The International Olympic Committee Executive Board announced Thursday a final warning for India’s NOC, noting “ongoing internal disputes, governance shortcomings and continuing court cases.”

The board will consider an immediate suspension of the NOC at its next meeting in December if the NOC does not “address and resolve its governance issues to the IOC’s satisfaction” and hold “its quadrennial elections in accordance with the Olympic Charter.”

The IOC board said India’s quadrennial elections scheduled for December 2021 have not been held.

If suspended, India’s athletes “would no longer be able to represent the country and compete under the country’s flag/name at the Olympic Games and other international sports events,” according to the IOC board. In the past, athletes from suspended NOCs have competed independently or as neutral athletes.

India, the world’s second-most-populous nation, earned seven medals at the Tokyo Games, its most ever, including its first track and field gold medal from Neeraj Chopra in the men’s javelin.

India’s NOC was previously banned in 2012 (after the London Olympics) over governance issues and violating the Olympic Charter and reinstated in 2014.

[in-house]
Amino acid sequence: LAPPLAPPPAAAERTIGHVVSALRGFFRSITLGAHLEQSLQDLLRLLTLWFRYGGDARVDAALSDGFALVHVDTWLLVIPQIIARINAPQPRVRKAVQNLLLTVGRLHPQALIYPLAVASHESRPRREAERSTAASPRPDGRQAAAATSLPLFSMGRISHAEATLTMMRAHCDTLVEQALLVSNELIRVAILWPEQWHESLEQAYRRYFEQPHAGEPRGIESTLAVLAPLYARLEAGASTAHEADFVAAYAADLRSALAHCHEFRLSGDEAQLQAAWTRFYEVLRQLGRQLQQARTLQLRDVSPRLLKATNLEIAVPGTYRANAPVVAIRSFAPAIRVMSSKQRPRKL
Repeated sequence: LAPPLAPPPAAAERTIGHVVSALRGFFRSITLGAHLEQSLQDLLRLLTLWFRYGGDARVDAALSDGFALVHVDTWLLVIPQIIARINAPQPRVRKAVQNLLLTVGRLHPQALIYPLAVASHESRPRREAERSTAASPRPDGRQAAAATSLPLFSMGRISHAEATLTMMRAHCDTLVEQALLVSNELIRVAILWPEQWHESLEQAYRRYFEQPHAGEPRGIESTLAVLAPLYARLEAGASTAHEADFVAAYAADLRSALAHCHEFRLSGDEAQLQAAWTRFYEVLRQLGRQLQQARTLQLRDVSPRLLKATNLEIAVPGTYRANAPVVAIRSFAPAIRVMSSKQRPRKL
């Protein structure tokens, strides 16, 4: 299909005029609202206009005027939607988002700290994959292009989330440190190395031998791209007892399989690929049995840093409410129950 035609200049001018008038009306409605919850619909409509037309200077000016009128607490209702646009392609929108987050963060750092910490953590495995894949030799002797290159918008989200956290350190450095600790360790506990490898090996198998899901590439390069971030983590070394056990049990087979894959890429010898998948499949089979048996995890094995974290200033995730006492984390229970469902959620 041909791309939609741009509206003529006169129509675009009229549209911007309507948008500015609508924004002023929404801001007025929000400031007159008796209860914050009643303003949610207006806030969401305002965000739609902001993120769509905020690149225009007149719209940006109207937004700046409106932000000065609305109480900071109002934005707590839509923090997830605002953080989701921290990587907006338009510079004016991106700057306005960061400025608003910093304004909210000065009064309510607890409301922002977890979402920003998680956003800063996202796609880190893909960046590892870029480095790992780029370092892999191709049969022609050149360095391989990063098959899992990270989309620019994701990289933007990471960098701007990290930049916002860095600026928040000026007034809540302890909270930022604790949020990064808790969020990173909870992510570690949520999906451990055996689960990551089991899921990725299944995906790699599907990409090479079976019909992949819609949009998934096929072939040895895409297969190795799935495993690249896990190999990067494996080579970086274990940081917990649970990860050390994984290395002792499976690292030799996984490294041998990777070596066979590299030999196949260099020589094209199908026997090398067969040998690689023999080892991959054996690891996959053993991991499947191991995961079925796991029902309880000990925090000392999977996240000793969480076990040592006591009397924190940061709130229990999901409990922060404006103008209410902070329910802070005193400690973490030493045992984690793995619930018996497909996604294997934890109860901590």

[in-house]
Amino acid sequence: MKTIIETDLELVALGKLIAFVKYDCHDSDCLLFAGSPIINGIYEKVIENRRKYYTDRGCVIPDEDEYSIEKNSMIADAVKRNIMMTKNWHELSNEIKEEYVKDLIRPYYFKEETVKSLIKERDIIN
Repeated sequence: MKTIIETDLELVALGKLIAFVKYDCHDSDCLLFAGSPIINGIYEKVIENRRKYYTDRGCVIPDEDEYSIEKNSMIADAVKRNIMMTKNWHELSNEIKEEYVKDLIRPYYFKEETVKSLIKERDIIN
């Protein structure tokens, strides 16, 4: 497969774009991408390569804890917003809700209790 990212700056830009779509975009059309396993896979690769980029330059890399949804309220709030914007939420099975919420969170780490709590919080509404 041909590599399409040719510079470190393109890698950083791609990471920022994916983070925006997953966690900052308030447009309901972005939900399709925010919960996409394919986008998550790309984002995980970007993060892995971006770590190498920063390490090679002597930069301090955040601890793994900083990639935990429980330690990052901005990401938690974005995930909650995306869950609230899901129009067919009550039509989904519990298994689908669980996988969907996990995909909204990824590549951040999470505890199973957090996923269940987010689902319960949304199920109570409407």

OlympicTalk is on Apple News. Favorite us!

Allyson Felix joins IOC athletes’ commission

Allyson Felix
Getty
0 Comments

Allyson Felix and a refugee cyclist originally from Afghanistan joined the International Olympic Committee’s athletes’ commission on Thursday.

Felix is the most decorated female track and field athlete in Olympic history with 11 medals, including seven golds, and joins the commission after winning her record-extending 14th career world championship title in her farewell meet.

Also appointed was cyclist Masomah Ali Zada, who was born in Afghanistan and competed in the women’s cycling time trial on the IOC’s refugee Olympic team last year in Tokyo. Ali Zada is now studying in France and will be the first refugee athlete on the commission.

The other two new members are two-time Olympic triathlon champion Alistair Brownlee of Great Britain and Canadian athlete Oluseyi Smith, who competed in the Summer Olympics in track and the Winter Olympics in bobsled.

The new members were all appointed to the IOC athletes’ commission, which has a mix of members elected by other athletes and those appointed directly by IOC President Thomas Bach. Only the elected members typically also serve on the full IOC, which decides Olympic host cities and will elect a new president to replace Bach in 2025.

“Athletes are at the very heart of the Olympic Movement, and it is therefore essential that their voices are heard within the IOC,” Bach said in a statement. “Those voices must be as diverse as possible. The appointment of these four new members of the athletes’ commission complements the outstanding skills and experience of the commission and ensures we have great representation across different sports and regions of the world.”

OlympicTalk is on Apple News. Favorite us!